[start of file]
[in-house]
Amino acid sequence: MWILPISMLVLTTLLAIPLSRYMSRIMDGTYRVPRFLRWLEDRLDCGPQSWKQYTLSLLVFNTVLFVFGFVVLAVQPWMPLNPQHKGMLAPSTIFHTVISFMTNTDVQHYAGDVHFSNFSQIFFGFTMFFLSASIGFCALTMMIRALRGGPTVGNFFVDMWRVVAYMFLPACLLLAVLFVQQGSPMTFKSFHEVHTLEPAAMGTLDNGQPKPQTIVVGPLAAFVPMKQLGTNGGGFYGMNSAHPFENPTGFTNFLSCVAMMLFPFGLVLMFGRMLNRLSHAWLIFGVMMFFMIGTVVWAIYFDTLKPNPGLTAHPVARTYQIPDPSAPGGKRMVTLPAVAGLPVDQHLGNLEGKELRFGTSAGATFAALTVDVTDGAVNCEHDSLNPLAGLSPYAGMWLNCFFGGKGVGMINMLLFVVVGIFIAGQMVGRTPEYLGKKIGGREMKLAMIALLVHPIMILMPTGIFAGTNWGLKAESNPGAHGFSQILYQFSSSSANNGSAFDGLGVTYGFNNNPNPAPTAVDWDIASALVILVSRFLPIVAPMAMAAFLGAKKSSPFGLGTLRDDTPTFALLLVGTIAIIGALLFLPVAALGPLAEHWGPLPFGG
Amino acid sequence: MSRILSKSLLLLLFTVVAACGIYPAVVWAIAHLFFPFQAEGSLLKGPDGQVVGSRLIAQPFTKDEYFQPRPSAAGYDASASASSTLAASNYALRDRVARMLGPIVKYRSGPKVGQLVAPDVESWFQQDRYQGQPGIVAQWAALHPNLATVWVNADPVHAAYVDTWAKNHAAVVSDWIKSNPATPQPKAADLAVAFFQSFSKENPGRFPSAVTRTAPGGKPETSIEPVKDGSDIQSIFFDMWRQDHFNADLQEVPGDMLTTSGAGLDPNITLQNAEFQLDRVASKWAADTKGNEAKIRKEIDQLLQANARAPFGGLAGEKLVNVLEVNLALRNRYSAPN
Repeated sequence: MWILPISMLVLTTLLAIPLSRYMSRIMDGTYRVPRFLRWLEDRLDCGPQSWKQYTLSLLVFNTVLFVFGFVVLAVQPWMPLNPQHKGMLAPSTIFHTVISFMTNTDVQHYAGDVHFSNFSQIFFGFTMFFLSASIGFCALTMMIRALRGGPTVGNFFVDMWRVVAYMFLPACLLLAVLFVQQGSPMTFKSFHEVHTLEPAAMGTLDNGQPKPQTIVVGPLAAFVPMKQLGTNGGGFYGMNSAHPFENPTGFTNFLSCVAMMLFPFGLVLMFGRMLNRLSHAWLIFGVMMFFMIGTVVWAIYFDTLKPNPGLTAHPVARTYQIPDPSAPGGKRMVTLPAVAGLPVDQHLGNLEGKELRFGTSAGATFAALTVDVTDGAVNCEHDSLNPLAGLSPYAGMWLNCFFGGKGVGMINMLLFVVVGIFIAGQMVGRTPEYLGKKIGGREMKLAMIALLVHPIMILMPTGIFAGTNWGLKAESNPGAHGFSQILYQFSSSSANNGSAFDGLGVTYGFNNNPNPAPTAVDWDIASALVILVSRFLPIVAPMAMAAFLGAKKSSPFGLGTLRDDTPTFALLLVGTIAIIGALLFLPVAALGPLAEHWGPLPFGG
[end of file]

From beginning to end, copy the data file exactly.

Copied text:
[in-house]
Amino acid sequence: MWILPISMLVLTTLLAIPLSRYMSRIMDGTYRVPRFLRWLEDRLDCGPQSWKQYTLSLLVFNTVLFVFGFVVLAVQPWMPLNPQHKGMLAPSTIFHTVISFMTNTDVQHYAGDVHFSNFSQIFFGFTMFFLSASIGFCALTMMIRALRGGPTVGNFFVDMWRVVAYMFLPACLLLAVLFVQQGSPMTFKSFHEVHTLEPAAMGTLDNGQPKPQTIVVGPLAAFVPMKQLGTNGGGFYGMNSAHPFENPTGFTNFLSCVAMMLFPFGLVLMFGRMLNRLSHAWLIFGVMMFFMIGTVVWAIYFDTLKPNPGLTAHPVARTYQIPDPSAPGGKRMVTLPAVAGLPVDQHLGNLEGKELRFGTSAGATFAALTVDVTDGAVNCEHDSLNPLAGLSPYAGMWLNCFFGGKGVGMINMLLFVVVGIFIAGQMVGRTPEYLGKKIGGREMKLAMIALLVHPIMILMPTGIFAGTNWGLKAESNPGAHGFSQILYQFSSSSANNGSAFDGLGVTYGFNNNPNPAPTAVDWDIASALVILVSRFLPIVAPMAMAAFLGAKKSSPFGLGTLRDDTPTFALLLVGTIAIIGALLFLPVAALGPLAEHWGPLPFGG
Amino acid sequence: MSRILSKSLLLLLFTVVAACGIYPAVVWAIAHLFFPFQAEGSLLKGPDGQVVGSRLIAQPFTKDEYFQPRPSAAGYDASASASSTLAASNYALRDRVARMLGPIVKYRSGPKVGQLVAPDVESWFQQDRYQGQPGIVAQWAALHPNLATVWVNADPVHAAYVDTWAKNHAAVVSDWIKSNPATPQPKAADLAVAFFQSFSKENPGRFPSAVTRTAPGGKPETSIEPVKDGSDIQSIFFDMWRQDHFNADLQEVPGDMLTTSGAGLDPNITLQNAEFQLDRVASKWAADTKGNEAKIRKEIDQLLQANARAPFGGLAGEKLVNVLEVNLALRNRYSAPN
Repeated sequence: MWILPISMLVLTTLLAIPLSRYMSRIMDGTYRVPRFLRWLEDRLDCGPQSWKQYTLSLLVFNTVLFVFGFVVLAVQPWMPLNPQHKGMLAPSTIFHTVISFMTNTDVQHYAGDVHFSNFSQIFFGFTMFFLSASIGFCALTMMIRALRGGPTVGNFFVDMWRVVAYMFLPACLLLAVLFVQQGSPMTFKSFHEVHTLEPAAMGTLDNGQPKPQTIVVGPLAAFVPMKQLGTNGGGFYGMNSAHPFENPTGFTNFLSCVAMMLFPFGLVLMFGRMLNRLSHAWLIFGVMMFFMIGTVVWAIYFDTLKPNPGLTAHPVARTYQIPDPSAPGGKRMVTLPAVAGLPVDQHLGNLEGKELRFGTSAGATFAALTVDVTDGAVNCEHDSLNPLAGLSPYAGMWLNCFFGGKGVGMINMLLFVVVGIFIAGQMVGRTPEYLGKKIGGREMKLAMIALLVHPIMILMPTGIFAGTNWGLKAESNPGAHGFSQILYQFSSSSANNGSAFDGLGVTYGFNNNPNPAPTAVDWDIASALVILVSRFLPIVAPMAMAAFLGAKKSSPFGLGTLRDDTPTFALLLVGTIAIIGALLFLPVAALGPLAEHWGPLPFGG